Maybe next time we will do some shape matching, or match up a few big & small letters...we'll see.

I'm sorry, I haven't got a clue

World Peace Flag of the Universal Peace Congress.
World Peace Flag of the Universal Peace Congress. (Photo credit: Wikipedia)
I was recently asked to be a judge in a speaking contest, and I grudgingly went along. I have done this before, about 20 years ago, and have managed to avoid doing it again ever since. I was expecting to be droned to death with pre forma banalaties about 'world peace', 'my neighbourhood' or 'my hero'.

Pleasantly surprised - no speeches.

My mission was to conduct a short interview in English. No parameters given. No hints about what to be looking for or what kind of level I should be aiming at. We had been faxed (too much) personal data, which was also in the hands of the other six (male, fossilised) judges. So we knew which schools they attended (and therefore teachers, pals, siblings), as well as their home addresses etc. Fair?

The high schoolers were vying for the chance to do a homestay overseas. They had submitted a piece of writing (in Japanese) and were asked some really banal (and irrelevant/unfair) questions (again, in Japanese) such as "Do you have allergies?" which produced the kind of mundane answers you'd expect from nervous teens in the hot seat. Presumably, if you do have an allergy, you disqualify yourself? What about a wheelchair...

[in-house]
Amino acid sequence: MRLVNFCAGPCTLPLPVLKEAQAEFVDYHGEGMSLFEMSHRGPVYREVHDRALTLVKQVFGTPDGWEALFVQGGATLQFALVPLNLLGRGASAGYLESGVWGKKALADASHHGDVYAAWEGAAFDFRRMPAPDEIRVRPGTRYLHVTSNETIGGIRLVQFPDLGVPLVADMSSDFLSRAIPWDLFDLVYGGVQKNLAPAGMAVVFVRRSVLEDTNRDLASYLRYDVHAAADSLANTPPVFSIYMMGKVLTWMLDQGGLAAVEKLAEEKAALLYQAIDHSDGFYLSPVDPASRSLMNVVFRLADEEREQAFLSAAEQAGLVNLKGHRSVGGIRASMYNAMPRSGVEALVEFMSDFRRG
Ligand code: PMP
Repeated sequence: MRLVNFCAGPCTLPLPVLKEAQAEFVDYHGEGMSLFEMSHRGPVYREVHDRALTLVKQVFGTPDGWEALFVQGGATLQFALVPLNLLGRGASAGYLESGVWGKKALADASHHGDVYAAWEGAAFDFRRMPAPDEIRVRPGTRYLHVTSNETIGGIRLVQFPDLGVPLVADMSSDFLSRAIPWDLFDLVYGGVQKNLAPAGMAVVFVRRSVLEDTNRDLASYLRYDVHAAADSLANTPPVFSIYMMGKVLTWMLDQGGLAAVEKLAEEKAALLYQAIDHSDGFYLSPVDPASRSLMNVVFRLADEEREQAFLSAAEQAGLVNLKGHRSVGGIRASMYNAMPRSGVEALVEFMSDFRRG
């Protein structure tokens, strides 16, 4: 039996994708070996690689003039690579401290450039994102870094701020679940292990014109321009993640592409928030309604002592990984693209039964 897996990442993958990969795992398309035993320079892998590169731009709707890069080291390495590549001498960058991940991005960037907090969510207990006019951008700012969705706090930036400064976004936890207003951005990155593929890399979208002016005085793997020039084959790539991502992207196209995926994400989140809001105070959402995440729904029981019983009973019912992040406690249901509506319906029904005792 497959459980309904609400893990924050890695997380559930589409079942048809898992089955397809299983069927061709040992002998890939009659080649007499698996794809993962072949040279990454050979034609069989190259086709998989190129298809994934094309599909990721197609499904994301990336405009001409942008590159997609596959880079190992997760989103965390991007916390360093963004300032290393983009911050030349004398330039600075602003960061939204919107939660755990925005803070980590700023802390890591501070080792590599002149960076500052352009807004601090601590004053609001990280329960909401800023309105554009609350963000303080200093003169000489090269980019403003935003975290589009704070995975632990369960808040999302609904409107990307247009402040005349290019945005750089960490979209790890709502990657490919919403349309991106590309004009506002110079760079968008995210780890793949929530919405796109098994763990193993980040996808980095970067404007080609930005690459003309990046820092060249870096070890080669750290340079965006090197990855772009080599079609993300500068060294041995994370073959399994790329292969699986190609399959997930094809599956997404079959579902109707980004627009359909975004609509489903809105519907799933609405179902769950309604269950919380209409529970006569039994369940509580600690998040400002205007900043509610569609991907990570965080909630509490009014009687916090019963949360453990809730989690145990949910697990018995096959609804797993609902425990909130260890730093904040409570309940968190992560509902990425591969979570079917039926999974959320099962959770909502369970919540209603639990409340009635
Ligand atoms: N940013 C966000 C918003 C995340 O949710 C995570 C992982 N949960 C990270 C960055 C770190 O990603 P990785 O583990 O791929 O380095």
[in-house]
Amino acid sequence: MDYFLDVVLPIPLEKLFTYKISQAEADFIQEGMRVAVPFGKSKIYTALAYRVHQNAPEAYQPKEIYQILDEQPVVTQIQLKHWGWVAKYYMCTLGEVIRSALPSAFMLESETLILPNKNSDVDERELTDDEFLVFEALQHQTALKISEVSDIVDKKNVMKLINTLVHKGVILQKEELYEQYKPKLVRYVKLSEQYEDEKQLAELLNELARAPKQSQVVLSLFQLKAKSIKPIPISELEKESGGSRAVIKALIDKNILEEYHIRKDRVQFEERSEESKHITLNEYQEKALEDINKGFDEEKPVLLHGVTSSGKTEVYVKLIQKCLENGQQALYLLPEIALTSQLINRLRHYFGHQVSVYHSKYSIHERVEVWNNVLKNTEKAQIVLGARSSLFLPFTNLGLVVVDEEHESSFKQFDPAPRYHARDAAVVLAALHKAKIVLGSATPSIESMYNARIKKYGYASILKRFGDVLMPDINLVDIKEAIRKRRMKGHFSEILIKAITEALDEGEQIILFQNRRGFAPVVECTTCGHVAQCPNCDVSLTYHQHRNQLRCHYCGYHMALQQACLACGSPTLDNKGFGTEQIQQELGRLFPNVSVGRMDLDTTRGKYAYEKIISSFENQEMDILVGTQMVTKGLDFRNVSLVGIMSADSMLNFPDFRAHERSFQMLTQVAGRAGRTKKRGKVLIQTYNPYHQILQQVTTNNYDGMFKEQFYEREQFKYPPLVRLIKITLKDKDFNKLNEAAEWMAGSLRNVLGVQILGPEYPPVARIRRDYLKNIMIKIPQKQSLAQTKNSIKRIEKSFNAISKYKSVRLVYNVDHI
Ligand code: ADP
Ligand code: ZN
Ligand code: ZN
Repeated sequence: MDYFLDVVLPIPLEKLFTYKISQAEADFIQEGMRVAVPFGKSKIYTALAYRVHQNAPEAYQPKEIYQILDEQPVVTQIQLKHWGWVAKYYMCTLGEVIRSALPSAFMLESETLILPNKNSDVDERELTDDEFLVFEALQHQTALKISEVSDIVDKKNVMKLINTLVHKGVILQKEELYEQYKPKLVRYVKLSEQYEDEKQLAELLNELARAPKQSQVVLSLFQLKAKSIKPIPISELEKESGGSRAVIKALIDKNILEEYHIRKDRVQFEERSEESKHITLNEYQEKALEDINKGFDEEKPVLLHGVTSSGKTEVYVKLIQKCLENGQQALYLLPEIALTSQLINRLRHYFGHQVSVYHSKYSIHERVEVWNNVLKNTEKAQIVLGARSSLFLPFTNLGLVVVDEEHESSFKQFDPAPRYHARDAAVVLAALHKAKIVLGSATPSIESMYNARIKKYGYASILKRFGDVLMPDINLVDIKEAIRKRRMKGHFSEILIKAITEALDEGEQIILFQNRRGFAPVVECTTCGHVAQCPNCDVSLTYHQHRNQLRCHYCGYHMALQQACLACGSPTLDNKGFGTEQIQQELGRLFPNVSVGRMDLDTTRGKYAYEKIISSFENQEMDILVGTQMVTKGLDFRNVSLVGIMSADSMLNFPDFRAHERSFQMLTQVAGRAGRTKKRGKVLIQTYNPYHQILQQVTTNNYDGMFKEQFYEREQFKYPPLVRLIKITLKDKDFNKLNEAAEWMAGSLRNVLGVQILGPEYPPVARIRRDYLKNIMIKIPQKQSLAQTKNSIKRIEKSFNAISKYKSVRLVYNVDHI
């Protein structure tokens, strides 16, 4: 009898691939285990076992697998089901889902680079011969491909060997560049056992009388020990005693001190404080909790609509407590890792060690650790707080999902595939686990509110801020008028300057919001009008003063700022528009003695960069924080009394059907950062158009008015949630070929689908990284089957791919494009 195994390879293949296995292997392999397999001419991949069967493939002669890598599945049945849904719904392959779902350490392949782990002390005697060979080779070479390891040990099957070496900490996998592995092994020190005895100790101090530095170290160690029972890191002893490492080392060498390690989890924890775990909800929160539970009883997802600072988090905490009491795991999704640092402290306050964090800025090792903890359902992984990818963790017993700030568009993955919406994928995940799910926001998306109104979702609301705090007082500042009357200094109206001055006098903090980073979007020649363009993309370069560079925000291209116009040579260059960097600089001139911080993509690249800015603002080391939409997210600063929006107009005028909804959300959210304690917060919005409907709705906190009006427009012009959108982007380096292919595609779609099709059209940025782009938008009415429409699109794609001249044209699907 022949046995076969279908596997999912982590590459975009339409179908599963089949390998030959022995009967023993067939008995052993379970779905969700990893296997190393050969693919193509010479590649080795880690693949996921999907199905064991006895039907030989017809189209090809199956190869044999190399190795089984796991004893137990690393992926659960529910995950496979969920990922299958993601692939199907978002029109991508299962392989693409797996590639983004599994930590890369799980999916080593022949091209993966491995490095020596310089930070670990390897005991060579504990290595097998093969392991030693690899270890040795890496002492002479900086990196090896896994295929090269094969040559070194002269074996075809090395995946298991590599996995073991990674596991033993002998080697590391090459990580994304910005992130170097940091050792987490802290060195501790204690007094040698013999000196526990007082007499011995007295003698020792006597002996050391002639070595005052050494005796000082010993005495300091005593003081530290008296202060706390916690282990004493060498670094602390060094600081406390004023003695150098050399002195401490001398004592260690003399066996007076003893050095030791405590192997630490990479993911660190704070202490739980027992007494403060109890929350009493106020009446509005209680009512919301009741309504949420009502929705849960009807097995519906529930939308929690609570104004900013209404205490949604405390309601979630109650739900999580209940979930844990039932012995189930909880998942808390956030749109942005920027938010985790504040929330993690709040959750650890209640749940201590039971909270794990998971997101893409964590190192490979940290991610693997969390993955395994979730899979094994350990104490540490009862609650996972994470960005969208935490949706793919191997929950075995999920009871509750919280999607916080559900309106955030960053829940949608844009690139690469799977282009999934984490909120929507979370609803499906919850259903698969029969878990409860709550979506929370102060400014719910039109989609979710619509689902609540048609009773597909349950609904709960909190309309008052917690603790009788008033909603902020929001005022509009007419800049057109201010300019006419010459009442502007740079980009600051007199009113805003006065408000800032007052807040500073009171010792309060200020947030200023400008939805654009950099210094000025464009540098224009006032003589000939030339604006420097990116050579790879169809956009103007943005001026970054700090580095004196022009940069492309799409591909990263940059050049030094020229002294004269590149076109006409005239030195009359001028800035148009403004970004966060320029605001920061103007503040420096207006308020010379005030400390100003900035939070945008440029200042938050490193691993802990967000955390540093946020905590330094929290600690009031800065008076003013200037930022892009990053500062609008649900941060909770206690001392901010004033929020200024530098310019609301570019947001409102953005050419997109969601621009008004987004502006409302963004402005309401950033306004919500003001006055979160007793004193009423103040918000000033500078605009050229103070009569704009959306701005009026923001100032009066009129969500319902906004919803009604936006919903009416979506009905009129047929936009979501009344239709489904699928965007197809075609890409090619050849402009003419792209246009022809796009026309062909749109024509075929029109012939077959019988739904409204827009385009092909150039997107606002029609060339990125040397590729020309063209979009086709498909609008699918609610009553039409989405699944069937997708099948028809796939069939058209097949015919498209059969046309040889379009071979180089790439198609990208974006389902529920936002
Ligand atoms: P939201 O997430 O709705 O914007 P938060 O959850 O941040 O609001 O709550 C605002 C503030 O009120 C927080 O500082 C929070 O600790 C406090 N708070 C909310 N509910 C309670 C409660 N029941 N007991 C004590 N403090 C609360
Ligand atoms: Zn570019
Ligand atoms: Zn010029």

I  asked questions (in English) relating to their experiences (from their bios) and from their submissions (neither of which were in English), starting with something familiar they ought to be able to manage, and getting a bit harder if I thought they could manage. I wanted to get the teens to give us a flavour of themselves, and the opportunity to express themselves less rigidly. Varying degrees of success eg the eventual winner did not have a clue about her supposed heroine, nor the runner-up have any thought about what to say if she met someone famous (beyond "Hello"), but both had a speech memorised about 'my town'.

When each of the contestants had had their turn, there was a totting up of scores - only I was asked what mine were, and then asked to justify them. Apparently, my scores were wrong. No matter guys, ignore me by all means. Much more important that they sat up straight and will not have a reaction to the neighbour's cat?
World Peace Gong
World Peace Gong (Photo credit: Rolling Okie)

My clear winner came all but last, and her clear lifelong ambition of studying in whichever country she had chosen shot down...the panel's winner, farsically, could not be the winner because she was too young to get a visa to study in the country she had chosen (which was on the form, methinks?) the really dreary, politically correct one got the golden ticket. No doubt a very enjoyable trip it will be - but I'd send the one with a bit of personality and chops, wouldn't you, dear reader?. Obviously, I cannot be counted on to apply the proper criteria, even 20 years + since my last speech contest!